Sun, AOL take MS HailStorm to the Feds
Sun and AOL have selected HailStorm as the new battleground in the ongoing antitrust case against Microsoft, according to The Industry Standard.
HailStorm is Microsoft's platform for B2C web services, only unlike anything resembling a competitive marketecture, it drives traffic through Microsoft's own servers.
Sun and AOL Time Warner appear to have got a hearing at least, according to the Standard, which reports that States generals met Microsoft's antagonists last Friday. The Attorney General for Connecticut Richard Blumenthal is quoted as declaring that "some of the same kinds of antitrust issues seem to be raised," in HailStorm.
However from Blumenthal's qualifier - "we really need to think and learn more about it before we can even reach a tentative conclusion" - it sounds like the States have done little to anticipate the Microsoft plan (even though it's a full eighteen months since Microsoft developers learned about the plumbing for .NET, and longer since Gates and Ballmer started talking about MegaServices).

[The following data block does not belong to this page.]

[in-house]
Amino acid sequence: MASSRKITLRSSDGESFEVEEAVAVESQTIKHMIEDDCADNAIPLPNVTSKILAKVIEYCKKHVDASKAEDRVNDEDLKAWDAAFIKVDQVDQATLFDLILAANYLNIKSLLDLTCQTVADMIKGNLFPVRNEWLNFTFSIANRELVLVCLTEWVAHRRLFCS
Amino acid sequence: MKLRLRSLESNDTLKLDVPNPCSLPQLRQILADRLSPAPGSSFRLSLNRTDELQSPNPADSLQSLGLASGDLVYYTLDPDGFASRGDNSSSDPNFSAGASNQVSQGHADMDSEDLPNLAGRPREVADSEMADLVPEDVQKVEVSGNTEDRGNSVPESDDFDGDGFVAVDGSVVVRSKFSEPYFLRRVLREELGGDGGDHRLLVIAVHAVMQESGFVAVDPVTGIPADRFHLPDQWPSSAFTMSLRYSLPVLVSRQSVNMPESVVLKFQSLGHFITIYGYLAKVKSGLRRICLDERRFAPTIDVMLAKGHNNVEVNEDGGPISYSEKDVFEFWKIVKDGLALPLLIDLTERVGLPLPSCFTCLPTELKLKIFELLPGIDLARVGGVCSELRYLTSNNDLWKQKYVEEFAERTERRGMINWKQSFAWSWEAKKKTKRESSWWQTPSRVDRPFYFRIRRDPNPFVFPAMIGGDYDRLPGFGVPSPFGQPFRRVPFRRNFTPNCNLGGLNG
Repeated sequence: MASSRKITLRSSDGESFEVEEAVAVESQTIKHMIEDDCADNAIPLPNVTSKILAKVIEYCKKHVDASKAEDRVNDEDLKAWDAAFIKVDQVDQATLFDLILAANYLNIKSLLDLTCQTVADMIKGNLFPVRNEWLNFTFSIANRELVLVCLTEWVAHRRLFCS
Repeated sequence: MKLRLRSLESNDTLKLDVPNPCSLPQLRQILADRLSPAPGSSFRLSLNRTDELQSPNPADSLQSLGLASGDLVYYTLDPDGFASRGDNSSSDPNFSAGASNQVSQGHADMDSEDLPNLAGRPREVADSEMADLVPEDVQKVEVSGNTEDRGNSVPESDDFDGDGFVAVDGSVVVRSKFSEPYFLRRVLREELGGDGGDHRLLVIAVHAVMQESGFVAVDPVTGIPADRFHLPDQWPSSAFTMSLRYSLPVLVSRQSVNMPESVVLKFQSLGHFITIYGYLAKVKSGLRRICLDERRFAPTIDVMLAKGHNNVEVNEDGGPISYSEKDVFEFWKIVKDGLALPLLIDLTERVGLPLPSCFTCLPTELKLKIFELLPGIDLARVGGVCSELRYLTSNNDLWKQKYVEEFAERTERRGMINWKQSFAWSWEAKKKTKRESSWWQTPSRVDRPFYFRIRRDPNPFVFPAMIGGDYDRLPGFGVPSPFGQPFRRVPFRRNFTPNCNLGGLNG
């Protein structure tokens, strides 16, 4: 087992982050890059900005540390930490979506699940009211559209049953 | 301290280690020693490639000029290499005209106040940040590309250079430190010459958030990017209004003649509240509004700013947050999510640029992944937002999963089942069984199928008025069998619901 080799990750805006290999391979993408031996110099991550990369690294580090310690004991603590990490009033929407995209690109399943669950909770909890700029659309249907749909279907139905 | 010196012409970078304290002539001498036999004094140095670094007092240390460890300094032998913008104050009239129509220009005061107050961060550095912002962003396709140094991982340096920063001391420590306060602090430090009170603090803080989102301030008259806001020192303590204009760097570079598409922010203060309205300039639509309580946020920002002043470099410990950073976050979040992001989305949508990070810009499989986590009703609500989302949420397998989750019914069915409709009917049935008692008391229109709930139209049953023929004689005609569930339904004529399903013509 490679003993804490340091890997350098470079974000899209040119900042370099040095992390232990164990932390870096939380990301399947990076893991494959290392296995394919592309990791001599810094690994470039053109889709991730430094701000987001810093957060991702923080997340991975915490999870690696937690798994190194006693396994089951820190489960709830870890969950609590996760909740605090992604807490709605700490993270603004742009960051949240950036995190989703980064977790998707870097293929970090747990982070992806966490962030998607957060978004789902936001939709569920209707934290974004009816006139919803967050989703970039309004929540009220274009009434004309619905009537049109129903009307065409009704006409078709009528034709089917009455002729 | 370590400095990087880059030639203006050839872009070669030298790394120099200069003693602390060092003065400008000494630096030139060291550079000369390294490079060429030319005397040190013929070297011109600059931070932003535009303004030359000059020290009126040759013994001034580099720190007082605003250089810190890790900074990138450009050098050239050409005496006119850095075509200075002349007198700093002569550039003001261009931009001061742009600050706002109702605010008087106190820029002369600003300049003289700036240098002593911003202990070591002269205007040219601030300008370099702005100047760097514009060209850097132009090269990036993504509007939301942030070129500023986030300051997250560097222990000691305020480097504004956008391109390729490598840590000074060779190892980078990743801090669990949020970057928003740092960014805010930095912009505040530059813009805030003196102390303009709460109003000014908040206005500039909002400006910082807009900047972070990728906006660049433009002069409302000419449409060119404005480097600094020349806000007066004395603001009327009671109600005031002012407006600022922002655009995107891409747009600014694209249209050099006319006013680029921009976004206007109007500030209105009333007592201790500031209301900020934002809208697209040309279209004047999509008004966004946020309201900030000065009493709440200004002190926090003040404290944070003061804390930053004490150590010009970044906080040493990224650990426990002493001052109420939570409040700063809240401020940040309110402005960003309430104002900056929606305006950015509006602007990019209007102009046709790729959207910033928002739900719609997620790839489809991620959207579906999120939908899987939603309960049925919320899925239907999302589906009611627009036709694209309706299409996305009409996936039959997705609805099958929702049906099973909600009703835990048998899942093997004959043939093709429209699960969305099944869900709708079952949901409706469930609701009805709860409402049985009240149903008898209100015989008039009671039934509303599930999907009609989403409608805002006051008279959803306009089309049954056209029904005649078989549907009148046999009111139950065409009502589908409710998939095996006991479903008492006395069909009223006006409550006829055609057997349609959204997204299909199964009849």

With conventional wisdom suggesting that the appellate court will reject Jackson's break -up plan, and that the Bush administration will be less likely to pursue harsh alternative remedies, it appears that the States will be at the forefront of continuing action against Microsoft.
Crucially, and this tends to get overlooked, Jackson declared Microsoft a monopoly first, then ruled it had breached anti-trust law, and finally decided the punishment. Regardless of what happens to the latter two judgements, the first still stands and provides the basis for further actions.
However even given that starting point, Sun/AOL-TW will have to make some convincing arguments. Now that Microsoft is engaged in its most ambitious integration plan to date shouldn't be too difficult to prove. .NET services will be bundled into XP, and applications will become service offerings in their own right. But that's not in itself illegal.
The strongest defence Microsoft will be able to point to is that it doesn't have a monopoly of web services; in fact, no one does. And there's no compelling reason for anyone to use HailStorm services unless Microsoft forecloses other distribution mechanisms. For example, if it only lets you use Office or Windows OS services via .NET.
And the irony of AOL, which fended off AntiTrust questions about its merger with Time Warner by making the flimsiest of promises to open up its instant messaging monopoly, won't be lost on many folk. ®